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Food additives & contaminants. Part A, Chemistry, analysis, control, exposure & risk assessment

Styrene in foods and dietary exposure estimates.


PMID 30148700

Abstract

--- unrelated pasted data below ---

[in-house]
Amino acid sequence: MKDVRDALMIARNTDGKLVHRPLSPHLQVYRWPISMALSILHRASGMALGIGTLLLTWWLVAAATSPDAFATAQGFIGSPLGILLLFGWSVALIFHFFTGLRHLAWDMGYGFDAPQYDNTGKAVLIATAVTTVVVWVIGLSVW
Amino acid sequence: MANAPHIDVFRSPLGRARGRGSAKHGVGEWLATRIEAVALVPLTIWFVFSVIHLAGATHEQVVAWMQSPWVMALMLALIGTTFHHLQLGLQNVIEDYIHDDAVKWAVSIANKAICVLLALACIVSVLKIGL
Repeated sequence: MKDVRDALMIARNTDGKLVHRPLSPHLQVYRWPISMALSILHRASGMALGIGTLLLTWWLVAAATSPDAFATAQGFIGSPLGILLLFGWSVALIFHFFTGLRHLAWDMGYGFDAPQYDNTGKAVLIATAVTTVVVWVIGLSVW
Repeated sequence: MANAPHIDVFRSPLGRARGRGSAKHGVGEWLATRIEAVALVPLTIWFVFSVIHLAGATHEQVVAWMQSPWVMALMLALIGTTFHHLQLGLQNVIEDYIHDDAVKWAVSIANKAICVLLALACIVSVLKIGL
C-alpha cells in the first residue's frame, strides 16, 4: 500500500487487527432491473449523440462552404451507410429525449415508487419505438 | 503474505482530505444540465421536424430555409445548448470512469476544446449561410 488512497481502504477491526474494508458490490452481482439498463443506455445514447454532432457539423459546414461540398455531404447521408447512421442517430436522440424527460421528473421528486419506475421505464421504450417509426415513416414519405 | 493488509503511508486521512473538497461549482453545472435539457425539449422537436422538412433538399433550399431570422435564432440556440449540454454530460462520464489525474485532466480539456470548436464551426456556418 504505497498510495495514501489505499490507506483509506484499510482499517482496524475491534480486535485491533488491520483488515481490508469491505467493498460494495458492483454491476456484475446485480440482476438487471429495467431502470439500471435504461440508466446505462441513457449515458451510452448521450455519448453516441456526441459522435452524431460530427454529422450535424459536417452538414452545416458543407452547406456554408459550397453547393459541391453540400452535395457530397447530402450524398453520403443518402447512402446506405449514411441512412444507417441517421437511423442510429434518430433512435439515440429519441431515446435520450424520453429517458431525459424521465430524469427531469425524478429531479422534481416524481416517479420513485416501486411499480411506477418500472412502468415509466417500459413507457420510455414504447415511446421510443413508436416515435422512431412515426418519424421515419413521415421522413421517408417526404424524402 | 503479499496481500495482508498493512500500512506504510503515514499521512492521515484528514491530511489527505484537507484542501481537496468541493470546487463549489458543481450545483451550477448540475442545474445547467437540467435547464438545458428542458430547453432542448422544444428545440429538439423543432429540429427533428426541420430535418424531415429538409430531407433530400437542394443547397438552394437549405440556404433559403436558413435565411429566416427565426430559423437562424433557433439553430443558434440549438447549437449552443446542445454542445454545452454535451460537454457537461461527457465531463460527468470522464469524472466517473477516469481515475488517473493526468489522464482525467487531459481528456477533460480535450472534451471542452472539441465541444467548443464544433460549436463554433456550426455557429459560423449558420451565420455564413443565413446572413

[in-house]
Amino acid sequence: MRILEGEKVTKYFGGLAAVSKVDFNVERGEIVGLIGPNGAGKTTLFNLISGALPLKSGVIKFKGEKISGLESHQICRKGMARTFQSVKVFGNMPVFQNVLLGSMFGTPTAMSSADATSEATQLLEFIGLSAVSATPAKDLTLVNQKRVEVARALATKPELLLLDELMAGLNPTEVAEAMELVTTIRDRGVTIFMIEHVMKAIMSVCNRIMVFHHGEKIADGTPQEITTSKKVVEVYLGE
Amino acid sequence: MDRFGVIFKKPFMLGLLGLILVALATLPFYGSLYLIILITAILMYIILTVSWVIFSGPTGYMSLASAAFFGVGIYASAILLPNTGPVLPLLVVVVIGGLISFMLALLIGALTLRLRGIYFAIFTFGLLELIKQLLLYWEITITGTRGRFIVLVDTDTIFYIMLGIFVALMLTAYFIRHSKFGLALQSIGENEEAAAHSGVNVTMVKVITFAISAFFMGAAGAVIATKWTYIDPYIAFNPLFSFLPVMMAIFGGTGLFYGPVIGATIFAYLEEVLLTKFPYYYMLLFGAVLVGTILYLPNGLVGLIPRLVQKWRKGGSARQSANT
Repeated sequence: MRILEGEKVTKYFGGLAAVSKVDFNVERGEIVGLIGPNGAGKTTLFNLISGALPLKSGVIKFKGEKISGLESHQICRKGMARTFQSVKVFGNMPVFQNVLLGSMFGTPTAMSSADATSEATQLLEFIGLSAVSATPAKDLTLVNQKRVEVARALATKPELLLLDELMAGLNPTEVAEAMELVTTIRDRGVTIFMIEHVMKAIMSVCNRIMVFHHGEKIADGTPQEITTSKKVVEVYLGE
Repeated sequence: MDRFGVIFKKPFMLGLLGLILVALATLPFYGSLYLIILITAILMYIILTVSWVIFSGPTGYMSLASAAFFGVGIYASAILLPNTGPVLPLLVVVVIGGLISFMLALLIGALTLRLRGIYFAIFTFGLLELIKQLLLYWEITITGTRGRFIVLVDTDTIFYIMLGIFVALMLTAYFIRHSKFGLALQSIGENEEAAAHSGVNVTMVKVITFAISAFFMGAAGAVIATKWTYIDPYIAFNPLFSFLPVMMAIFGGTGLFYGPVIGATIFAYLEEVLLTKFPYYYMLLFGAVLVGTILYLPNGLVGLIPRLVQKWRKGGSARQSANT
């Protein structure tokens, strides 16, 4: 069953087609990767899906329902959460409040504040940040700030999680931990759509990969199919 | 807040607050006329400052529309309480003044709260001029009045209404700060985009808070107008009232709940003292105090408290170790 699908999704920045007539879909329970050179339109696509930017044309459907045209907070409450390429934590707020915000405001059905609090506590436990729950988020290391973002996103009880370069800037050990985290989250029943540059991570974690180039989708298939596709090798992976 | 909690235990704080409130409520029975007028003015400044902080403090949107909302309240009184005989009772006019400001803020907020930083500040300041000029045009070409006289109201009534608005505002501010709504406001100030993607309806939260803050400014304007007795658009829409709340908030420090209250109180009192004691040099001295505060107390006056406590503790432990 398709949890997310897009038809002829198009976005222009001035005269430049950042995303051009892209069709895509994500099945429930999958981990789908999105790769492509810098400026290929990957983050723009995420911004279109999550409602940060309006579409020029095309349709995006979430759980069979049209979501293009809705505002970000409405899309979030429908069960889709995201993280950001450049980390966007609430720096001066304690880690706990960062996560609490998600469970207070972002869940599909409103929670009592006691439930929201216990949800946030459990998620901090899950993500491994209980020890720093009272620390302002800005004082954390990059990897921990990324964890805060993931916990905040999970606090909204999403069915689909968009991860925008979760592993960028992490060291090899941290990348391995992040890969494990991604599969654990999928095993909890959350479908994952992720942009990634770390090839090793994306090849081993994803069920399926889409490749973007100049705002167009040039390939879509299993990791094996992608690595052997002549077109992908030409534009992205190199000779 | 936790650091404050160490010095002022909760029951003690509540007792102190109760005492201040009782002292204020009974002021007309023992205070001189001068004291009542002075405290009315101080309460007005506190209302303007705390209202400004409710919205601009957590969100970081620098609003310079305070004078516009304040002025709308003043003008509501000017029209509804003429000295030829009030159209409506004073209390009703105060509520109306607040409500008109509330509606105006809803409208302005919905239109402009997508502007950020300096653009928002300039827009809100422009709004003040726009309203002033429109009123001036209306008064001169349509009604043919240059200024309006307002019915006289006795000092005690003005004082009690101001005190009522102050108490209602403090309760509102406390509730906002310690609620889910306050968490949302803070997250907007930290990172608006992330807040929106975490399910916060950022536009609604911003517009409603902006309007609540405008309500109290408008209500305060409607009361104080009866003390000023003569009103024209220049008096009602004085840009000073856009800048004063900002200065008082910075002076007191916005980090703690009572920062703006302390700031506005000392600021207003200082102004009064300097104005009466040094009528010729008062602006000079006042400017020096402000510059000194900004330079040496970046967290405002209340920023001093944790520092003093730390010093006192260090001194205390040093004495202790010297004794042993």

Low levels of styrene may be found in foods as a result of possible migration from polystyrene-based food packaging and as a result of its formation during the biodegradation of a wide variety of naturally occurring compounds with structures similar to styrene. In this study, composite food samples from a recent (2014) Canadian Total Diet Study were analysed for styrene, and levels of styrene in samples of most food types were low in general with a few exceptions (e.g. 4934 ng/g in herbs and spices). Dietary exposures to styrene were estimated for different age-groups based on the occurrence data and the food consumption data for all persons, and they are 0.17-0.38 µg/kg body weight/day for children and 0.12-0.16 µg/kg body weight/day for adults, similar to air intakes (0.085-0.27 µg/kg body weight/day). Thus, for the general population, both food and air contribute similar portions of the total daily intake of styrene for all age groups. However, for the smoking population, intakes from cigarettes are still the major route of exposure to styrene.

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